Wind and shifting conditions, along with sunlight eye glare on white paper can make it even tougher.  When you are done, the results are not as smooth as a studio piece, but a freshness exists that makes the rendering more . . . well, you say it.

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Blue Walking Bridge


walk-bridge-fish_webBlue Walking Bridge located in Canal Park in Duluth, MN and spanning the Minnesota Slip. 8″x9″ graphite on illustration board with “Iron Fish” insert 5″x5,” also graphite on illustration board. I have sketched and illustrated several versions of this bridge and its “fish.” The Iron Fish sculptures are a pale green, mounted on concrete pedestals. The walkway is made of heavy timbers.

This bridge is known locally as the Blue Bridge in Canal Park because, well, it’s blue. Local folks and tourists love it and the local government wants it replaced (to say they dislike it is understating it). It is aging and becoming unreliable and costly to maintain. I am enchanted with it on several levels. First, it has artistic charm, and then it has artistic un-necessary embellishments (the iron fish). It is cool to watch it open and close by going up in two halves. The bridge connects two sections of Canal Park that both have visit worthiness. It is functional and adds greatly to the ambiance of the area in which it “resides.”  At night, which few stay around to see, it is a grand view of reflections of both light and buildings. Sometimes glassy reflections of returning small sailboats and fishing boats. This is where the harbor tours dock and depart, creating tens of thousands of bridge users to come and enjoy.

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Anchor Retired and Lighthouse Still Working.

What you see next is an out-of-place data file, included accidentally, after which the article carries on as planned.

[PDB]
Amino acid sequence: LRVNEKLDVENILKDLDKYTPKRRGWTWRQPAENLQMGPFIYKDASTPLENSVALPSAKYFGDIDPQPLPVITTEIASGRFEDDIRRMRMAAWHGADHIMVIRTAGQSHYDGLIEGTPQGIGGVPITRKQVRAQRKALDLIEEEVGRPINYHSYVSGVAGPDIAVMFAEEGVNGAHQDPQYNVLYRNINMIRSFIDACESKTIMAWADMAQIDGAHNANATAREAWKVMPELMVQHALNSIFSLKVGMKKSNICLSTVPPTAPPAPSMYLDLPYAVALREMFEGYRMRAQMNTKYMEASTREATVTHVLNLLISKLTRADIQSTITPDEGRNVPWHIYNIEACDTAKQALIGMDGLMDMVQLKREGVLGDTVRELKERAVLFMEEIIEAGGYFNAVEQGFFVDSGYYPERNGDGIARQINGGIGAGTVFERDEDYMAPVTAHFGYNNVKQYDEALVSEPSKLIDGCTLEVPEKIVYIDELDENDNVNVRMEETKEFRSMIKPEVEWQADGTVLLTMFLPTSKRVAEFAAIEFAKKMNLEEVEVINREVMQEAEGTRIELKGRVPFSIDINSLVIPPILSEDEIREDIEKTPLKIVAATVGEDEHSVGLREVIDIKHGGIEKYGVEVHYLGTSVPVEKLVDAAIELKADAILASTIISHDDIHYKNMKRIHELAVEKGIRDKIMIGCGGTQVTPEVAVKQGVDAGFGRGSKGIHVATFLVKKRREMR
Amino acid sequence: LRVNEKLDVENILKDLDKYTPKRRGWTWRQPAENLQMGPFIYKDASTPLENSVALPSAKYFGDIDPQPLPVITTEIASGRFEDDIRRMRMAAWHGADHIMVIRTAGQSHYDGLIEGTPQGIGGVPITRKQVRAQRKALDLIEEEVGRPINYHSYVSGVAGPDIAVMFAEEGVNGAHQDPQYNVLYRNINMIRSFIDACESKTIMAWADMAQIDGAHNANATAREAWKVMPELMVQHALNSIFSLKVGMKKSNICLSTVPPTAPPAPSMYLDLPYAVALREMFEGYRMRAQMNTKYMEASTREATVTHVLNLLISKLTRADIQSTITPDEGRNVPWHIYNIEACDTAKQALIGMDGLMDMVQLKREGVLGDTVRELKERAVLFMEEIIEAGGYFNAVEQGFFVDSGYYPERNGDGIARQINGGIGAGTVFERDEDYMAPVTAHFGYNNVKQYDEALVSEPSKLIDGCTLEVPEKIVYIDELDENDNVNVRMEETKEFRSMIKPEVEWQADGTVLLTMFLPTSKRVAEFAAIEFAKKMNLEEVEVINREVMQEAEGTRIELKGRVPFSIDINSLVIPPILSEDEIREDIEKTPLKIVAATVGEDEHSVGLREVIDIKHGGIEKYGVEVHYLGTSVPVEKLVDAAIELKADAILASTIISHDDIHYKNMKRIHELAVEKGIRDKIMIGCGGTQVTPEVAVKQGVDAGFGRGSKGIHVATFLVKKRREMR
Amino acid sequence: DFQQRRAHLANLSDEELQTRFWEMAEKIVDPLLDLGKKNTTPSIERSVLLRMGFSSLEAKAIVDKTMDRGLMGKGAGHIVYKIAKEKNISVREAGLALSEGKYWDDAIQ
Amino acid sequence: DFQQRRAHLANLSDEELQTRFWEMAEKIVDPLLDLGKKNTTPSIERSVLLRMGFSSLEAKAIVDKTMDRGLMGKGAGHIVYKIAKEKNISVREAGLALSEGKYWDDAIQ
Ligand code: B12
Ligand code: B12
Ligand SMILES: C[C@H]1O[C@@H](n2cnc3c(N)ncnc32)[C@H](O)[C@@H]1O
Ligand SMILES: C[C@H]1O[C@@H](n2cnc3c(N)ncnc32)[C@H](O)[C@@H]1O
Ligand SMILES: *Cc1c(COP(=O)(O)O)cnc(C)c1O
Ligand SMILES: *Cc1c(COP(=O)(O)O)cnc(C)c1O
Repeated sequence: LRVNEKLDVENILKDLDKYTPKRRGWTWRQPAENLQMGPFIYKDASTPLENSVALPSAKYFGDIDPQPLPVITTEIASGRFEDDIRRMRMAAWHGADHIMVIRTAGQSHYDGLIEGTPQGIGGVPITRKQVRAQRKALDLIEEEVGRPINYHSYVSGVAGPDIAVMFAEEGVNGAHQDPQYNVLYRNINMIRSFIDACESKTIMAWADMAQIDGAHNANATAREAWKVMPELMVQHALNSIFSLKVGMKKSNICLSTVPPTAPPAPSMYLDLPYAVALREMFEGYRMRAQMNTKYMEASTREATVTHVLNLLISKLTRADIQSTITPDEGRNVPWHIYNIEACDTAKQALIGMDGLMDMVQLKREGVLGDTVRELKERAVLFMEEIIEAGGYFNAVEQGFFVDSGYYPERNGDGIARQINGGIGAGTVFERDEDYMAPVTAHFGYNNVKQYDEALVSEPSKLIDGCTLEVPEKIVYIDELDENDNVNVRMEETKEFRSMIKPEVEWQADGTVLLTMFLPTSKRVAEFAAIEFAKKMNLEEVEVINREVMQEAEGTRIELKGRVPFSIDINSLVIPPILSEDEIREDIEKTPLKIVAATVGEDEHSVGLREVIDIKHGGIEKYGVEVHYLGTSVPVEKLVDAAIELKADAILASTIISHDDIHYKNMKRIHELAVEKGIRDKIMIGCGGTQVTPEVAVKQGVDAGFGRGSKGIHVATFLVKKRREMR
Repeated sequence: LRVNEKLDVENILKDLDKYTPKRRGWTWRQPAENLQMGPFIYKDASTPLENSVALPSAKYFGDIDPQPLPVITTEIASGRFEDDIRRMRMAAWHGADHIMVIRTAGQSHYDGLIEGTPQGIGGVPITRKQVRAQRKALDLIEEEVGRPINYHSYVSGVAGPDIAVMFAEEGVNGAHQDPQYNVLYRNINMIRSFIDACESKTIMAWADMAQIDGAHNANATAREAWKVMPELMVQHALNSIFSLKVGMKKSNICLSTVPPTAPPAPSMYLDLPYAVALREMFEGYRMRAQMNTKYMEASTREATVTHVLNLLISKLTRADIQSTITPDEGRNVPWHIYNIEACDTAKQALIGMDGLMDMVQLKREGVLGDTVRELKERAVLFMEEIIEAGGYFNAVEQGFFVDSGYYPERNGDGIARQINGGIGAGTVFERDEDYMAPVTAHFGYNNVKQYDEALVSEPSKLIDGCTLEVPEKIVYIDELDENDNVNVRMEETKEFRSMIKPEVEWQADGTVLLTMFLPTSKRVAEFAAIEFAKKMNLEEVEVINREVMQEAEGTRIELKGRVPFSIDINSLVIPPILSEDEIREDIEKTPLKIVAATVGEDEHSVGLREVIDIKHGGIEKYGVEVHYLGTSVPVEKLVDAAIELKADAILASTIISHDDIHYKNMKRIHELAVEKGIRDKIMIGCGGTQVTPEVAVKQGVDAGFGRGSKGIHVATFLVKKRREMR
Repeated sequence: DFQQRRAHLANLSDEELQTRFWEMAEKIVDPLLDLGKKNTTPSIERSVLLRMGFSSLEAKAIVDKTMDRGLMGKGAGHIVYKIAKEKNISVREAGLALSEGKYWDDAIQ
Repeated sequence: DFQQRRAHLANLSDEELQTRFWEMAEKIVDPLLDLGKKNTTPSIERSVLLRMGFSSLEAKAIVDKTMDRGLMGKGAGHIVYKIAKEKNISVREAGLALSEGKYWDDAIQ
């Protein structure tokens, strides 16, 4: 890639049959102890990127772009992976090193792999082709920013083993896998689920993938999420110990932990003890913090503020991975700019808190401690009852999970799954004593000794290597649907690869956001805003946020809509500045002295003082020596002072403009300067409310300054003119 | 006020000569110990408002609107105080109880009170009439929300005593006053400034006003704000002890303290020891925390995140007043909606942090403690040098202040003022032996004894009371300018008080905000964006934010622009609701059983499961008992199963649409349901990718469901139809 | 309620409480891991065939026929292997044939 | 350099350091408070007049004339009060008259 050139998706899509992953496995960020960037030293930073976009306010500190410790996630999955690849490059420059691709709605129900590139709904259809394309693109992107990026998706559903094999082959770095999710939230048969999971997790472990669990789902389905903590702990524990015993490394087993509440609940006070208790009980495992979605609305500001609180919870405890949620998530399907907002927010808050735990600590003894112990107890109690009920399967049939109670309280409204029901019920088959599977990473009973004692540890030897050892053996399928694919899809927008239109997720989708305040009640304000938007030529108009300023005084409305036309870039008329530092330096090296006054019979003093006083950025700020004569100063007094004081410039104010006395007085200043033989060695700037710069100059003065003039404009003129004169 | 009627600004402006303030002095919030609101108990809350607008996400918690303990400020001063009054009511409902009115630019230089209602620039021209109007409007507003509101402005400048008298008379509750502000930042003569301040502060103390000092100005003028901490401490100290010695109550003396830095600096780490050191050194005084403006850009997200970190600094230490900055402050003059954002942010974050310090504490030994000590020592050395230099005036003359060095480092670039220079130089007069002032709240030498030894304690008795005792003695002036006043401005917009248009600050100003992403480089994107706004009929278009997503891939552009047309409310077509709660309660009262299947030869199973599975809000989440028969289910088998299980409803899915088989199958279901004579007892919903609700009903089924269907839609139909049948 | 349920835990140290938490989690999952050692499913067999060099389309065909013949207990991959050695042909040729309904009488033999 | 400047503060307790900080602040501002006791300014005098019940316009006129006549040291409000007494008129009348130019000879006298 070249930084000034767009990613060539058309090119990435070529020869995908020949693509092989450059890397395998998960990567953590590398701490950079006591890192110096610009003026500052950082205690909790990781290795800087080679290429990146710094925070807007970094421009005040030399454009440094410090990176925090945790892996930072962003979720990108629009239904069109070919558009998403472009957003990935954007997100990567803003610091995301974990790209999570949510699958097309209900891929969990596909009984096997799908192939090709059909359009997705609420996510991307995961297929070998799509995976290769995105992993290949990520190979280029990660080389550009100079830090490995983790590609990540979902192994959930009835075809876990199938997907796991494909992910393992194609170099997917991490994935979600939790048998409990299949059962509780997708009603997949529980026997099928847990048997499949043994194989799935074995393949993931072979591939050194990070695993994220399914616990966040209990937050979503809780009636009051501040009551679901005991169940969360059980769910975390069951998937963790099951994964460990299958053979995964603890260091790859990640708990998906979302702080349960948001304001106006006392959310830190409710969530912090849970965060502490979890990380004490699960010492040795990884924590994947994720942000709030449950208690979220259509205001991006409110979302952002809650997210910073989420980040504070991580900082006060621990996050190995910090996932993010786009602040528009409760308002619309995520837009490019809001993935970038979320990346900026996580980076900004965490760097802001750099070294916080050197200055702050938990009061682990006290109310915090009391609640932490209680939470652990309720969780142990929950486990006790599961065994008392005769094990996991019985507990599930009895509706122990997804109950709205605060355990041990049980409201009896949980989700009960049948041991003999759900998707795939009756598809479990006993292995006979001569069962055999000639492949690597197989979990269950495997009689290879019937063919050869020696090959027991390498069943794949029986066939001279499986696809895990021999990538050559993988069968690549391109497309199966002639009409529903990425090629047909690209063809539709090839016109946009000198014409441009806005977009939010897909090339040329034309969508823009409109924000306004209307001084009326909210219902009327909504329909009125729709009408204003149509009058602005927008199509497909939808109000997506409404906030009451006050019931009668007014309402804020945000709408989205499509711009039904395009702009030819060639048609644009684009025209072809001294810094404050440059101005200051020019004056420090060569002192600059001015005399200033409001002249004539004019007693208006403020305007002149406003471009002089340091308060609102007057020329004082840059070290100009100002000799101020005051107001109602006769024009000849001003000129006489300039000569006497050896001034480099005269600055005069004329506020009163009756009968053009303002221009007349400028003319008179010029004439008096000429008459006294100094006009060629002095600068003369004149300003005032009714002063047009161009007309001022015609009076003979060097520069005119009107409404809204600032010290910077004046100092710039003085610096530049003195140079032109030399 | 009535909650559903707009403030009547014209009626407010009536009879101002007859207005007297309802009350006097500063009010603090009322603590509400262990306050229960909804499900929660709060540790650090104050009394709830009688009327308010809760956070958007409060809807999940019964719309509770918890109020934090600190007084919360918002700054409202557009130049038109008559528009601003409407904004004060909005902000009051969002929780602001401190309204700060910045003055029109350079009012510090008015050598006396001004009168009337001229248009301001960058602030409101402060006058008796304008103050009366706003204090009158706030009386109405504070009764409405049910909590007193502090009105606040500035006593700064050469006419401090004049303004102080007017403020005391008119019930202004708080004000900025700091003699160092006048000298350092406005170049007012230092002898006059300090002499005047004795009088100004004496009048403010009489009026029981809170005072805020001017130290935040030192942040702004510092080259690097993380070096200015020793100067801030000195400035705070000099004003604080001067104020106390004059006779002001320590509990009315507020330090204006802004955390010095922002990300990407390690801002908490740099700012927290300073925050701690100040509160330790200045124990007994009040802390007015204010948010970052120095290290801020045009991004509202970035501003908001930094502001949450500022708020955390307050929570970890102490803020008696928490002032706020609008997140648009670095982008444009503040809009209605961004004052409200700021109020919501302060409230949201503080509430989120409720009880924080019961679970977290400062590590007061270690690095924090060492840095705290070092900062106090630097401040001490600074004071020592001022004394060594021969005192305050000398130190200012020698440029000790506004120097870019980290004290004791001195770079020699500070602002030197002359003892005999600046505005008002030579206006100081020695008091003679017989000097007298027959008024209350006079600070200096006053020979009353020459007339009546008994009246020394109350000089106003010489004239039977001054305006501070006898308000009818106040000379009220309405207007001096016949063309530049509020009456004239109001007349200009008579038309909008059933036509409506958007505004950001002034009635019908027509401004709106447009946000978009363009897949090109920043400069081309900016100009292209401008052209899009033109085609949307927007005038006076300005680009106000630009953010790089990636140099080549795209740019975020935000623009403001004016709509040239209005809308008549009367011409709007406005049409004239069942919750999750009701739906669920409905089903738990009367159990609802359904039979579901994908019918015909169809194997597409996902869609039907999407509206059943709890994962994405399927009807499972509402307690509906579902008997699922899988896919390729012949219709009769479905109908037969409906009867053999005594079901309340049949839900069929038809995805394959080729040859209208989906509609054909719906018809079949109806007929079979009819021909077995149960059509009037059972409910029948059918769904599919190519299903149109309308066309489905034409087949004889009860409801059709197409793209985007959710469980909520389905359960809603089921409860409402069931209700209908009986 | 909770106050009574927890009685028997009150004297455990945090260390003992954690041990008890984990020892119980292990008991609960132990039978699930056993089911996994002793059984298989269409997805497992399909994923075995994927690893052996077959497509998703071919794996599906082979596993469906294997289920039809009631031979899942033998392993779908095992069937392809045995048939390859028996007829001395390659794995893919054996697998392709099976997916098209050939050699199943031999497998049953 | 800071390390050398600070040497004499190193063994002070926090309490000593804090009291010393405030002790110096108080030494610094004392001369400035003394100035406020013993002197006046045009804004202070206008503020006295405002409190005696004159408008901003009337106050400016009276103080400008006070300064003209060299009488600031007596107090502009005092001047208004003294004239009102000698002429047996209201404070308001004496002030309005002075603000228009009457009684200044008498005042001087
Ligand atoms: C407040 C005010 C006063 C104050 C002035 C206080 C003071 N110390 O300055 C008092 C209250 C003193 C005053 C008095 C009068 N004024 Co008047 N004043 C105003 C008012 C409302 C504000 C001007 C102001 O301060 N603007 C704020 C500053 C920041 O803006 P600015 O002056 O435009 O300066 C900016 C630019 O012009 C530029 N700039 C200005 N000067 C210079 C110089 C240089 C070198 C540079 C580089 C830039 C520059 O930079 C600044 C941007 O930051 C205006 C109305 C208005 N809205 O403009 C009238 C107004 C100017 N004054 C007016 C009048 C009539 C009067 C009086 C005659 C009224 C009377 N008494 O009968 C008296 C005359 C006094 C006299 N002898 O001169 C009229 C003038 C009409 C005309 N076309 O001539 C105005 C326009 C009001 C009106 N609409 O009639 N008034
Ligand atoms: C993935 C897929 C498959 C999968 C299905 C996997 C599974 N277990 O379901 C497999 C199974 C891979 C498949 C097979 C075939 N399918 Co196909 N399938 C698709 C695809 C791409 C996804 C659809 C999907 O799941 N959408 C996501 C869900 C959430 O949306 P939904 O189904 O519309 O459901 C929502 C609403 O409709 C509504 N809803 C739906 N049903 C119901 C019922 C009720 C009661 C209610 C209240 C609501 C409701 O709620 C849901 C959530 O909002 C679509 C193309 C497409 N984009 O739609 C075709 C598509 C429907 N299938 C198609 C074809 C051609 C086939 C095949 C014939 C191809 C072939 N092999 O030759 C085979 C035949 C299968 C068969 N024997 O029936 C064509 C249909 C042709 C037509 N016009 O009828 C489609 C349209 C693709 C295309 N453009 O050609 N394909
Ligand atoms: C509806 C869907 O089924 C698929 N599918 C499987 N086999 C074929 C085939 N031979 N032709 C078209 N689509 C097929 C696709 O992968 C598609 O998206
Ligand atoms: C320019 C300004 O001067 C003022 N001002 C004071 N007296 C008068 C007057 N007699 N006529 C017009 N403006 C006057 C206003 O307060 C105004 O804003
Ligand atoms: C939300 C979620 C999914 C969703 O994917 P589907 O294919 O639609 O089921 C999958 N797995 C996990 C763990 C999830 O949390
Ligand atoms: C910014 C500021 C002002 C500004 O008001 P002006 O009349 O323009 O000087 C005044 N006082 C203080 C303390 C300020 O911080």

Lighthouse-anchor_web  Pen and Ink on Illustration board 8″x10.” Plein air sketch rendered 2005 in Duluth, MN

As so many lakeside studies, there is a seagull in the picture.  Working in ink, it is difficult to capture a good likeness of the busy birds.  Duluth has many opportunities to capture these birds, and much added scenery with lighthouses, bridges, and lakewalks.  So, one must work out the seascape-landscape aspects and add a bird in, making sure that it will go into the background as erasing in ink is not possible.  If you are not feeding the birds, you must wear a hat.

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Seagull In Joyful Flight


Pen and Ink on illustration board 8″x10″ Rapidograph Tech Pen.

Graceful seagull in flight; they are a joy to watch and both fun and funny characters to sit and observe. Catching them with a pencil sketch and later converting to pen and ink works best. Grabbing photo research helps, but there is nothing like watching and sketching to get the feeling of how much they enjoy flying. Makes you want to stretch your arms out and try. If you watch the children watching the birds, they mimic their flight with out stretched arms and share their popcorn to encourage the joy. Canal Park in Duluth, Minnesota – one of the best places to see both children at play and birds at work.